The New Humanitarian Annual Report 2021

  1. Home
  2. Middle East and North Africa
  3. Iraq

Parliament finds spare cash for IDPs

The Iraqi government says because of a drop in sectarian violence in the country, thousands of displaced people are returning home.
(DVIC)

The Iraqi parliament decided on 6 December to allocate 500 million Iraqi dinars (about US$410,000) to help displaced families nationwide.

The money is unused attendance allowances for members of parliament (MPs), explained Speaker Mahmoud al-Mashhadani.

“This is a preliminary payment and will be followed by more. The money has already been sent to parliament’s displacement committee to distribute,” al-Mashhadani said.

In a bid to curb frequent absences of its members, Iraq’s 275 MPs decided to recycle unused attendance allowances in this way.

The displacement committee said it would use the money to buy food, blankets, hygiene kits and clothes, especially for children, and other essentials which will be distributed to internally displaced persons (IDPs).

“It has become very hard for the government and non-governmental organisations (NGOs) to meet the increasing needs of these [displaced] families and especially those who are living in camps and abandoned government buildings,” said MP Abdul-Hadi Mohammed.

“Most of these families are living in harsh conditions and need every penny, especially those who have children or chronic diseases,” Mohammed said.

He said it had become hard to determine how much money these families needed each month as their numbers were increasing.

Displacement in Iraq is presenting an enormous humanitarian challenge and extreme hardship, say aid agencies.

Displacement figures

The UN Refugee Agency (UNHCR) says there are some 2.2 million IDPs in Iraq, while more than 2.2 million others have fled to neighbouring states, particularly Syria (about 1.2 million) and Jordan (up to 750,000). Around one million of the estimated 4.4 million Iraqis that have been forced to flee their homes did so before the US-led invasion of Iraq in 2003.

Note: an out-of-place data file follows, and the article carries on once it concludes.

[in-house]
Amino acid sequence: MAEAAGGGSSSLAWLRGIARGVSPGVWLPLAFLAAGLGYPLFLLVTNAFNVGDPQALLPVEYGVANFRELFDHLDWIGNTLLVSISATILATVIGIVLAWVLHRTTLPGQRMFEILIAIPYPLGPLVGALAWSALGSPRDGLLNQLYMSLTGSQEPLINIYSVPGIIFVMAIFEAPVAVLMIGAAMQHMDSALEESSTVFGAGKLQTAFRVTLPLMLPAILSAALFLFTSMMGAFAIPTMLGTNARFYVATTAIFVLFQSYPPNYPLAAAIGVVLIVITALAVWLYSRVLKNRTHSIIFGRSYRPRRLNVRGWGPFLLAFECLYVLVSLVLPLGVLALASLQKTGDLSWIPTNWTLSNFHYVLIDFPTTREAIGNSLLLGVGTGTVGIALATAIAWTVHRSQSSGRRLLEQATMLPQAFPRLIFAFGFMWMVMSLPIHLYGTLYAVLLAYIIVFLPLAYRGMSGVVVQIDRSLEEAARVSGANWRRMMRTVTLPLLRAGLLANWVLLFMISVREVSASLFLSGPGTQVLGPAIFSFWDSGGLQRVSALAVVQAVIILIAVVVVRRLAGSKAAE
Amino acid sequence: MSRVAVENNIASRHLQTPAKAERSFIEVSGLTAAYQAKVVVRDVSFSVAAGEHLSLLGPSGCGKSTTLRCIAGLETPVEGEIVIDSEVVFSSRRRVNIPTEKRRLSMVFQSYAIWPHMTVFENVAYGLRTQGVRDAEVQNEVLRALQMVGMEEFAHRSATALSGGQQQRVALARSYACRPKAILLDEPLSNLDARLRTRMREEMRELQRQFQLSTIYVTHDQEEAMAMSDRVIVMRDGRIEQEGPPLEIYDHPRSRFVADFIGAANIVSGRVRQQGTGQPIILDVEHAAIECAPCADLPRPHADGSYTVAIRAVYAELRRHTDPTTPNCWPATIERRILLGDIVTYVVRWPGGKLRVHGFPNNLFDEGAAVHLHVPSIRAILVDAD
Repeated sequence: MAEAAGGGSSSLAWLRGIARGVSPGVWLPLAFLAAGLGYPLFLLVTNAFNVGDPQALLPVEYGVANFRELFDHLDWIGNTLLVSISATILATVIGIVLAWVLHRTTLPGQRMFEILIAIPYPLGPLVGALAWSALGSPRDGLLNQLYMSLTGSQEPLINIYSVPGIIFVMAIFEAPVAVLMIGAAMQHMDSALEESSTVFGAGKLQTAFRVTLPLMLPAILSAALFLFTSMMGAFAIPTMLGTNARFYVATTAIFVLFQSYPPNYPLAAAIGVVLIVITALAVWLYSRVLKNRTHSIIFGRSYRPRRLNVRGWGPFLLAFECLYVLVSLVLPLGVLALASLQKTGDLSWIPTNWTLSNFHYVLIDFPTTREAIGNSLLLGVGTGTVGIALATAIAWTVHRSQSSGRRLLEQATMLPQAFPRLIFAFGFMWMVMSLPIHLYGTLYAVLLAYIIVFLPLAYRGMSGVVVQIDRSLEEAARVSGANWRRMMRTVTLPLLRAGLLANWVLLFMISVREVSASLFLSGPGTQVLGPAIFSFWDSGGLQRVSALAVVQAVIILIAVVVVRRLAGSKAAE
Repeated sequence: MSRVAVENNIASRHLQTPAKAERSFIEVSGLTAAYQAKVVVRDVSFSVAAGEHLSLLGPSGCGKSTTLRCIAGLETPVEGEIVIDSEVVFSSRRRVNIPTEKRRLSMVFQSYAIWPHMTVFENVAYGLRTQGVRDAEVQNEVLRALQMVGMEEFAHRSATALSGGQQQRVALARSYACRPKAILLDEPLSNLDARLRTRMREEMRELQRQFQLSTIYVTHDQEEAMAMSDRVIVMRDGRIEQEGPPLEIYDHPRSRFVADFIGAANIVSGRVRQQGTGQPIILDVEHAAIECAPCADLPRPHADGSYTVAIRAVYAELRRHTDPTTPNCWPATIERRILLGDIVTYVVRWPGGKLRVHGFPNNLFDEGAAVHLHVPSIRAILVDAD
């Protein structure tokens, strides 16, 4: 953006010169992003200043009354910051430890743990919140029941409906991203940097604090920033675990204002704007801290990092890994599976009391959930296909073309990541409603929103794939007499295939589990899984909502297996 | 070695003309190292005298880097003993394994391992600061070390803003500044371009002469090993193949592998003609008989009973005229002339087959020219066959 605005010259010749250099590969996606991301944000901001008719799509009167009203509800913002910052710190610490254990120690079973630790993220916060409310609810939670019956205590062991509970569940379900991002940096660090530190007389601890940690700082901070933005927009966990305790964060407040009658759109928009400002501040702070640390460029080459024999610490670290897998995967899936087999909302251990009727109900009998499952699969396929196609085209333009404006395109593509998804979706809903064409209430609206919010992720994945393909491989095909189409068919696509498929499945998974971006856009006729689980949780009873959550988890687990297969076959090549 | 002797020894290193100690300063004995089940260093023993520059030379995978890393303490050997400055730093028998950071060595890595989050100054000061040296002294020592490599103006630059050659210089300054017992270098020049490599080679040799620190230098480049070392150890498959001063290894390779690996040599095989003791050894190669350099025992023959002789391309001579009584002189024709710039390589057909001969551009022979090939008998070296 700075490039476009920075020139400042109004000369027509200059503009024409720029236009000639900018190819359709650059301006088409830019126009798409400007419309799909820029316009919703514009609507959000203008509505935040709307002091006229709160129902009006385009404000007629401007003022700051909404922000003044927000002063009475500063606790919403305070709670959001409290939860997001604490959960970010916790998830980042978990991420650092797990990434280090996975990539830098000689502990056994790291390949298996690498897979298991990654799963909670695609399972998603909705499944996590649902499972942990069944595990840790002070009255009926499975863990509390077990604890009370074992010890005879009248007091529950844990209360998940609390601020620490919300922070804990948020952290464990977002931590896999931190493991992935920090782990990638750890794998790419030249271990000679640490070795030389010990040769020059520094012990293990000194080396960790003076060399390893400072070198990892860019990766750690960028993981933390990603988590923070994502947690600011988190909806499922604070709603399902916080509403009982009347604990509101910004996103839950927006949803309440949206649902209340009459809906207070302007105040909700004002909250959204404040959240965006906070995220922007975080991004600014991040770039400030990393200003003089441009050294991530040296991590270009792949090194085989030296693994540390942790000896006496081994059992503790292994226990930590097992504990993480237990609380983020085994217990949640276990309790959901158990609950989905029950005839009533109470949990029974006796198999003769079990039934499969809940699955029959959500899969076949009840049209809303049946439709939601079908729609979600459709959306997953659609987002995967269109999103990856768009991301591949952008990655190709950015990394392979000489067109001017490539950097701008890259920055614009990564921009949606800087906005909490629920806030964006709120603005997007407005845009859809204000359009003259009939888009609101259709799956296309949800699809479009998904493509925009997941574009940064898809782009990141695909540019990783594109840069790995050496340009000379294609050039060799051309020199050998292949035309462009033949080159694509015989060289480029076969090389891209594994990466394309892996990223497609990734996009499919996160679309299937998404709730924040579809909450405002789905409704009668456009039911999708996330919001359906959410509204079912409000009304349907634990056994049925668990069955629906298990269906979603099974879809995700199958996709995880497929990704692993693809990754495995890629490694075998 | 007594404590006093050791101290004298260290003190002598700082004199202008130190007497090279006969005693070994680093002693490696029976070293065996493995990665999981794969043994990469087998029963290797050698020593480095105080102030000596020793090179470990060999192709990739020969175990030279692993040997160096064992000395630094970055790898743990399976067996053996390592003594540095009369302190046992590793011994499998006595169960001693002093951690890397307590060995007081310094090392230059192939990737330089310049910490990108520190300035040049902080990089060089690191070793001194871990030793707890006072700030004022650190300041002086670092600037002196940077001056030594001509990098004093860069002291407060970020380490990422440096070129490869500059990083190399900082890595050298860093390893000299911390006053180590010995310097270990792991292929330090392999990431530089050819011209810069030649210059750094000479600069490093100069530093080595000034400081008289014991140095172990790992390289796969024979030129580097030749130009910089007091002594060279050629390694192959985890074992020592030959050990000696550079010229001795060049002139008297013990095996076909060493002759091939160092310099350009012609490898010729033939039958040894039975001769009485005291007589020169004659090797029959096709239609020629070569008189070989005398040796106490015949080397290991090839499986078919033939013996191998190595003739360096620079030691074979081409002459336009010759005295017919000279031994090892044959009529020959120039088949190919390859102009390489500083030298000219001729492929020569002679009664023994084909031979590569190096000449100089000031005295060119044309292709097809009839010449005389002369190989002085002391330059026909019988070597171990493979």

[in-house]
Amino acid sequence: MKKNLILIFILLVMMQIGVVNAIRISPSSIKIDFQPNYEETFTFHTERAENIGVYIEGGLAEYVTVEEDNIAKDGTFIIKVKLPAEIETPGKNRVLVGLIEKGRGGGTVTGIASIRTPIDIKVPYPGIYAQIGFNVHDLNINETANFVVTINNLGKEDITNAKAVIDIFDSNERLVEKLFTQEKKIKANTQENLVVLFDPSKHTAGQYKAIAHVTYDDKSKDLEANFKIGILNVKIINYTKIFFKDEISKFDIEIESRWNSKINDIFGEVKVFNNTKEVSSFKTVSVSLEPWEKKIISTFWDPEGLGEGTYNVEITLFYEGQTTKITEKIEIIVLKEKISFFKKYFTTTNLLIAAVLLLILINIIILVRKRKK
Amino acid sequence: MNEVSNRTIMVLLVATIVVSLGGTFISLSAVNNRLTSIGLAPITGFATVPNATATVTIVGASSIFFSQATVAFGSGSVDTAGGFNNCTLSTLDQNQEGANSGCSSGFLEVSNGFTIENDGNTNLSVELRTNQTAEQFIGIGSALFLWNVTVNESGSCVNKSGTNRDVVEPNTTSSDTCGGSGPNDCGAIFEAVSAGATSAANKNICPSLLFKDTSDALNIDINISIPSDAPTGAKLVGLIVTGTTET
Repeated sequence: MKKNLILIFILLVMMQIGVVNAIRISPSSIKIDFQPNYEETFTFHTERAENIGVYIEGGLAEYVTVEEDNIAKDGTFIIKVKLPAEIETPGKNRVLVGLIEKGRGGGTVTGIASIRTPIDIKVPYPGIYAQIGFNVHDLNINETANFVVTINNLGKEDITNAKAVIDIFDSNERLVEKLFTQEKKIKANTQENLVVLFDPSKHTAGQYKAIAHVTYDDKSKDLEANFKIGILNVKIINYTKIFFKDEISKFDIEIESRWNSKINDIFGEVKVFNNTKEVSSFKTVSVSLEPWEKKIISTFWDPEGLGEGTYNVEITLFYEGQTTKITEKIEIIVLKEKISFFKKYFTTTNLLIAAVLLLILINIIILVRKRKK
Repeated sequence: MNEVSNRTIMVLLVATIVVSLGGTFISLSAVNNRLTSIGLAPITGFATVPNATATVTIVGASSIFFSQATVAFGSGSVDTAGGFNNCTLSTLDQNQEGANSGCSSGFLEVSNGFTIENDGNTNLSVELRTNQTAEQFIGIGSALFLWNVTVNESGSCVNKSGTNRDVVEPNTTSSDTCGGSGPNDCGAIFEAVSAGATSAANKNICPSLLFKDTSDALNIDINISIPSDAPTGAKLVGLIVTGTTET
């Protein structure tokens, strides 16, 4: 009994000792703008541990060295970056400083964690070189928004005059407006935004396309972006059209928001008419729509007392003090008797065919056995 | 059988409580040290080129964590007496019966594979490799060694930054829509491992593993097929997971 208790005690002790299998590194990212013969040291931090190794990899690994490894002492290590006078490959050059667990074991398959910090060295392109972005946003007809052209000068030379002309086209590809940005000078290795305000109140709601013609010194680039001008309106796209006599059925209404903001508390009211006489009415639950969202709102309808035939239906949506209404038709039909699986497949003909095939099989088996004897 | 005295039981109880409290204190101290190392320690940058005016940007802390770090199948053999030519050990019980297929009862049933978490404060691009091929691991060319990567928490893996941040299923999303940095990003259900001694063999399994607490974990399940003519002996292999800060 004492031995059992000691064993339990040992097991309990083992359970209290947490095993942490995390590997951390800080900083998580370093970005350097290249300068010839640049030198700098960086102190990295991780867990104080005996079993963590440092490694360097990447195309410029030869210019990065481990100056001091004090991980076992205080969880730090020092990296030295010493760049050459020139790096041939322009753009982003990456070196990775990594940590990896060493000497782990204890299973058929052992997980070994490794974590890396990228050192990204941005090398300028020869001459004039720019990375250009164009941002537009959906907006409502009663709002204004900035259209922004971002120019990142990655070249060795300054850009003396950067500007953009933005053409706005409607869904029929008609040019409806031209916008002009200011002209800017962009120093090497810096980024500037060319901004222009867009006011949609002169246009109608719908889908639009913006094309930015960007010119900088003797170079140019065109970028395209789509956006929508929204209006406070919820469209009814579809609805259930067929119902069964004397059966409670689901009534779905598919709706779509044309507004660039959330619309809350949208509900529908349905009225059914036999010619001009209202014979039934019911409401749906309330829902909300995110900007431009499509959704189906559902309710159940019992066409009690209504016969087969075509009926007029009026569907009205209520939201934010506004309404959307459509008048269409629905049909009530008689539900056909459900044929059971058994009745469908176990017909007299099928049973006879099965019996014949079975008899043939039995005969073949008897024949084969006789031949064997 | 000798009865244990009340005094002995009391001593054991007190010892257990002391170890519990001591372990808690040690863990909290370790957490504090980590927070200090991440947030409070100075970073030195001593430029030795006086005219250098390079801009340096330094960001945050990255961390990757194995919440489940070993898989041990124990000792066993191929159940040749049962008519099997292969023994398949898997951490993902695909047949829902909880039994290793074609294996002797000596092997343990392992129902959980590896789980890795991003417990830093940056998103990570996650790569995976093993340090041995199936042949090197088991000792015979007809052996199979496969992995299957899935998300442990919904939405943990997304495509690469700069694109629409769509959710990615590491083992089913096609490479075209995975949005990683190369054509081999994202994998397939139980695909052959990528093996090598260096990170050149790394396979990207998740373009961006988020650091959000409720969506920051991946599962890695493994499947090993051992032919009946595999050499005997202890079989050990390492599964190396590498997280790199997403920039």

Early in November the UNHCR said continuing violence had forced an average of 60,000 Iraqis from their homes in the preceding few months.

According to a report released on 4 November by the Iraqi Red Crescent, the number of IDPs in Iraq is now greater than the number of Iraqis who have fled the country. “Nearly 2.3 million people have been driven from their neighbourhoods [internally displaced] as Iraq is increasingly carved up along sectarian lines,” the report said.

sm/ar/cb


This article was produced by IRIN News while it was part of the United Nations Office for the Coordination of Humanitarian Affairs. Please send queries on copyright or liability to the UN. For more information: https://shop.un.org/rights-permissions

Share this article
Join the discussion

Right now, we’re working with contributors on the ground in Ukraine and in neighbouring countries to tell the stories of people enduring and responding to a rapidly evolving humanitarian crisis.

We’re documenting the threats to humanitarian response in the country and providing a platform for those bearing the brunt of the invasion. Our goal is to bring you the truth at a time when disinformation is rampant. 

But while much of the world’s focus may be on Ukraine, we are continuing our reporting on myriad other humanitarian disasters – from Haiti to the Sahel to Afghanistan to Myanmar. We’ve been covering humanitarian crises for more than 25 years, and our journalism has always been free, accessible for all, and – most importantly – balanced. 

You can support our journalism from just $5 a month, and every contribution will go towards our mission. 

Support The New Humanitarian today.

Become a member of The New Humanitarian

Support our journalism and become more involved in our community. Help us deliver informative, accessible, independent journalism that you can trust and provides accountability to the millions of people affected by crises worldwide.

Join